Acupuncture and History

The history of Acupuncture and Chinese medicine is rich with myth and story, in fact the very beginnings of Chinese medicine come from a myth.

Legend recounts that the Yellow Emperor (Huang Di) asserted himself as the supreme ruler of the universe. He occupied the center, leaving the south to the Fire Emperor (Yandi), sometimes known as the Red Emperor, who was said to have the body of a man the head of a bull. Legend has it that the Fire Emperor taught humans how to cultivate grains which earned him the title of Divine farmer. The Red Emperor possessed a magic whisk which was used to discover if a plant was poisonous or not and to determine the nature of each plant. The Red Emperor would try each plant himself to examine its effects, since his celestial body allowed him to neutralize any poisonous matter. The day came, however, when the poison got the better of his skill.

The Fire Emperor’s rival, The Yellow Emperor (Huang Di) was also attributed with therapeutic skills. In fact, most things were attributed to the Yellow Emperor and his ministers: music, pestle and mortar, weapons, mirror and mathematical scales, to name a few. It was one of the Yellow Emperor’s ministers, Wu Peng, who pioneered the art of medicine, and another minister, Lei Gong who pioneered the art of surgery. Yet a third minister, Qi Bo, is featured in the medical text, the Huang Di Nei Jing, The Yellow Emperor’s Classic of Internal Medicine.

Whatever the historical validity of both the Yellow Emperor and the Red Emperor’s scientific skills, both have given their names to two medical works still studied in Chinese medicine and acupuncture schools today: Huang Di Nei Jing (Yellow Emperor’s Classic of Internal Medicine) and the Shen Nong Bencaojing (The Divine Farmer’s Classic of Herbal Medicine).

Other stories and legends permeate the history of Chinese Medicine and acupuncture.

Ancient Daoist Shamans used oracle bones to divine messages from the gods. The use of bones as instruments in divination and health come up again in acupuncture history as the first acupuncture needles were made from sharpened stones and animal bones.

Another legend about the herb Dang Gui (angelica sinensis) recounts the story of two brothers from a poor family. The idleness of the elder was matched only by the diligence of the younger. After the death of their parents, the elder brother sent his younger brother away and took sole possession of the family property. The brother was left with only a bow and some arrows for hunting.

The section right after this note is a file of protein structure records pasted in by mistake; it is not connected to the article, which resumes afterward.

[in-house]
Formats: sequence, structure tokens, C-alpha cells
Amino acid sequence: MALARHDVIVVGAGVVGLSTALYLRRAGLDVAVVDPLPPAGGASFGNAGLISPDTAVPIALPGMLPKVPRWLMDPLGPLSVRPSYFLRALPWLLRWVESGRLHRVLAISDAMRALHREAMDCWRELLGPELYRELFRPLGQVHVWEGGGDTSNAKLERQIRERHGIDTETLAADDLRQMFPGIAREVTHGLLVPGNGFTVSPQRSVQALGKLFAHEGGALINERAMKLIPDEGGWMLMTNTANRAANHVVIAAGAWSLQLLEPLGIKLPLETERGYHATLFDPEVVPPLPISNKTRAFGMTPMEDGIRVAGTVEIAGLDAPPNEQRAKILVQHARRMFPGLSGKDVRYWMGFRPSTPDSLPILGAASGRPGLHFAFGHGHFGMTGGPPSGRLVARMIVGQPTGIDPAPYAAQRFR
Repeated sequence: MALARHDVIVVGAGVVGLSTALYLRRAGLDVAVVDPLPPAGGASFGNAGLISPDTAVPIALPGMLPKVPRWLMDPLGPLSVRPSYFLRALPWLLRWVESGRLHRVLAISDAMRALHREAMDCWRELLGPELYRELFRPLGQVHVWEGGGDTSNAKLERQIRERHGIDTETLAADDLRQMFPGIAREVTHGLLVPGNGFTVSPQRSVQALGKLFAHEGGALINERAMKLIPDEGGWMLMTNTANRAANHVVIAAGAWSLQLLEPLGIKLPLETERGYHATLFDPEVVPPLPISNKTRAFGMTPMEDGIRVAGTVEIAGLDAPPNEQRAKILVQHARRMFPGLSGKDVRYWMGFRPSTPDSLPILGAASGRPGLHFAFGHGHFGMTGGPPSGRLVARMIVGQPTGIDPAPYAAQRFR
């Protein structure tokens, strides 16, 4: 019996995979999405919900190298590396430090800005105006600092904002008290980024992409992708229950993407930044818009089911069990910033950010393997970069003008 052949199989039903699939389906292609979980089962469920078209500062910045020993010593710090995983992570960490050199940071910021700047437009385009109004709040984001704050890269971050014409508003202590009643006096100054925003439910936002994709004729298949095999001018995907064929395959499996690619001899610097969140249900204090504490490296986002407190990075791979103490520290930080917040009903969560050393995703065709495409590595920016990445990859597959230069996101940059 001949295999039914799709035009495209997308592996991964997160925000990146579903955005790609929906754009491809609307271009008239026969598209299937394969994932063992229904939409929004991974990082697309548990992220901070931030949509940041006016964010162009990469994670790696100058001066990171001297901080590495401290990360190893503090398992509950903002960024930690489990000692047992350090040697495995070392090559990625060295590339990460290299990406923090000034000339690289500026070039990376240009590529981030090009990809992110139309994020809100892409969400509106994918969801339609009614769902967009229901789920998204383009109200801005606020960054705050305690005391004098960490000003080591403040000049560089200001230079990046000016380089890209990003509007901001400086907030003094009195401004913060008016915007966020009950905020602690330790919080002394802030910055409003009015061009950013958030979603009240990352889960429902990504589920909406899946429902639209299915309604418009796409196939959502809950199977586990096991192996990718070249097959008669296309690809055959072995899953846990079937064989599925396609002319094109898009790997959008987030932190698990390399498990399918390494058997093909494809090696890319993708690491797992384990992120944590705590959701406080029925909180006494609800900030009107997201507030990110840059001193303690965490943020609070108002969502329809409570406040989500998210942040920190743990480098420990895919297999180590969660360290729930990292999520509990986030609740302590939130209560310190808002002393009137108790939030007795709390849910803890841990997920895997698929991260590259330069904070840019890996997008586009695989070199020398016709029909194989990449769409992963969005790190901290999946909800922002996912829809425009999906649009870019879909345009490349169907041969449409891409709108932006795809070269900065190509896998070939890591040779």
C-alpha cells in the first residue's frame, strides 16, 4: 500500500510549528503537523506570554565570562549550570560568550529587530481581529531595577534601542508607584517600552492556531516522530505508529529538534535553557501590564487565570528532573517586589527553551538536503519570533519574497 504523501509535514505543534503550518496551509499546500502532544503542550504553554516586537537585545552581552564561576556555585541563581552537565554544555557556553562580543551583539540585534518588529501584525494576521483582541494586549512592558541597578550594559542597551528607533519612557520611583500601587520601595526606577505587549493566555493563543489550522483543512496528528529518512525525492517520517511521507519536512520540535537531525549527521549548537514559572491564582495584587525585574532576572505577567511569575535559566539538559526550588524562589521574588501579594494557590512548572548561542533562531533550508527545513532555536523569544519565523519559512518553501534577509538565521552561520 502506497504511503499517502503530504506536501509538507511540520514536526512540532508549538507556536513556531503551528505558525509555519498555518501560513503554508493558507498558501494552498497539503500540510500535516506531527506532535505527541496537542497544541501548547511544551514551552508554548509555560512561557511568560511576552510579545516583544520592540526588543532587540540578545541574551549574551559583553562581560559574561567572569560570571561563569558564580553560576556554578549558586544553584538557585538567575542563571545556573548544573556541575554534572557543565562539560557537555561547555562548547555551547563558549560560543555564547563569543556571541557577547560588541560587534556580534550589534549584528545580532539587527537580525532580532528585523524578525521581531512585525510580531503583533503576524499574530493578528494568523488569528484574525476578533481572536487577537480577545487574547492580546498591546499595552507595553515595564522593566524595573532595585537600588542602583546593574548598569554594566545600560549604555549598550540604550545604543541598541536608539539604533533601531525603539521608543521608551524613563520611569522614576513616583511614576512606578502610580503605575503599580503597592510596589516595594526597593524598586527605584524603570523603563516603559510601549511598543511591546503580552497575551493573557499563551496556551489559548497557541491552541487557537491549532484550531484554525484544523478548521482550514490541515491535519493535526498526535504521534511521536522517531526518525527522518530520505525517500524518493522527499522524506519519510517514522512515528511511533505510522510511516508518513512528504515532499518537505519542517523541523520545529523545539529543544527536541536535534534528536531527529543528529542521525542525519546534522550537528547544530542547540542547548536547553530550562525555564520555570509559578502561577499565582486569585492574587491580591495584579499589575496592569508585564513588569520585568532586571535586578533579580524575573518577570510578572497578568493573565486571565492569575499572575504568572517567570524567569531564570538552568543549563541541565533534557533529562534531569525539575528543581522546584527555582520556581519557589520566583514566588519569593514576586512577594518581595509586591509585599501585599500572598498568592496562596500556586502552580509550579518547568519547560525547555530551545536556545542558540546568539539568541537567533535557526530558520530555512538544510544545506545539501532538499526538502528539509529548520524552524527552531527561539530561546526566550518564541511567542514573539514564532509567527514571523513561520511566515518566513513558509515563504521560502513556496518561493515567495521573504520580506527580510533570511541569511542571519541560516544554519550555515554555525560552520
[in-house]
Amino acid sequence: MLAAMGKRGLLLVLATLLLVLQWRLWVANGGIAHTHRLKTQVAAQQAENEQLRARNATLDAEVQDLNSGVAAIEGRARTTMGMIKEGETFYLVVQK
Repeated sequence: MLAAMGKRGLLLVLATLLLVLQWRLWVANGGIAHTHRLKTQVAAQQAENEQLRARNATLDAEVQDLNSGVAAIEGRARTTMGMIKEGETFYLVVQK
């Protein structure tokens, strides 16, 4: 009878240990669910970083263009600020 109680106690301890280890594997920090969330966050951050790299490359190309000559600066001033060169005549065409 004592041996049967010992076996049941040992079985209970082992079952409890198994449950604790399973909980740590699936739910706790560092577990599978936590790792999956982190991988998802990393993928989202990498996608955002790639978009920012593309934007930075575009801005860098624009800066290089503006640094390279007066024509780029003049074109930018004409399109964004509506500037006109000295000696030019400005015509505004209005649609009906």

From that time on the younger brother spent his days hunting. One day the brother noticed a falcon resting on a huge chestnut tree. As he took aim at the bird the bird spoke to him in human language, appealing to him not to fire the arrow. The bird promised that if the boy let him go he would give him seeds of medicinal herbs. The brother took the offer and let the falcon go. The falcon spit out some seeds which the brother took and returned to his hut. He planted the seeds in a plot of ground facing the sun. Three days later, young shoots appeared, and three days after that the shoots had become sturdy stems. Small flowers as red as blood blossomed. The boy broke off a piece of the root of the plant and ate it and instantly he became robust and his whole body invigorated. The boy gave roots to the villagers to eat and those who had been sick immediately became better, those who had not been sick gained strength. On that day, small birds with red plumage and golden beaks flew around the roof of the brother’s hut screeching, dang gui, dang gui. Thus the plant was called Dang Gui.

Yet another legend in the history of acupuncture and Chinese medicine is the story of the Honorarium of Apricots.

Dong Feng, along with Zhang Zhongjing and Hua Tuo, was considered to be one of the three most extraordinary physicians of ancient China. At the end of his life Dong Feng, like a good Daoist, retired to live in the Lu mountains. He still saw patients as required, but he adopted the unique practice of only accepting apricot trees for payment, the number of trees would vary according to the gravity of the illness. The number of Dong Feng’s apricot trees grew and grew until he had an orchard of apricot trees.

The expression ‘apricot orchard’ has been used ever since in the praise of a good physician.

In a culture full of myth and legend one more story about acupuncture and history stands out as a tale that can be verified by fact – two tall bronze facts to be exact!

A bronze man contributed to the development of acupuncture from the eleventh century onward. A physician, Wang Weiyi (c.987-1067) had the idea of casting two statues in bronze representing a man from front and from behind. On these statues were engraved the 657 known acupuncture points. At the same time as the sculptures were created, Wang Weiyi wrote a manual to accompany the sculptures called the Tongren Shuxue Zhen Jiu Tujing (Illustrated Manual of the Bronze Man Showing Acupuncture and Moxibustion Points). Later, the text of this work was engraved on two stone pillars that were more than two meters high and seven meters in width, and the pillars were erected for public benefit.

These are just a few of the myriad of legends and stories that surround acupuncture and history. Come visit the Academy of Classical Oriental Sciences to see our own Illustrated Pillar and beautiful painting depicting Dong Feng’s Apricot orchard.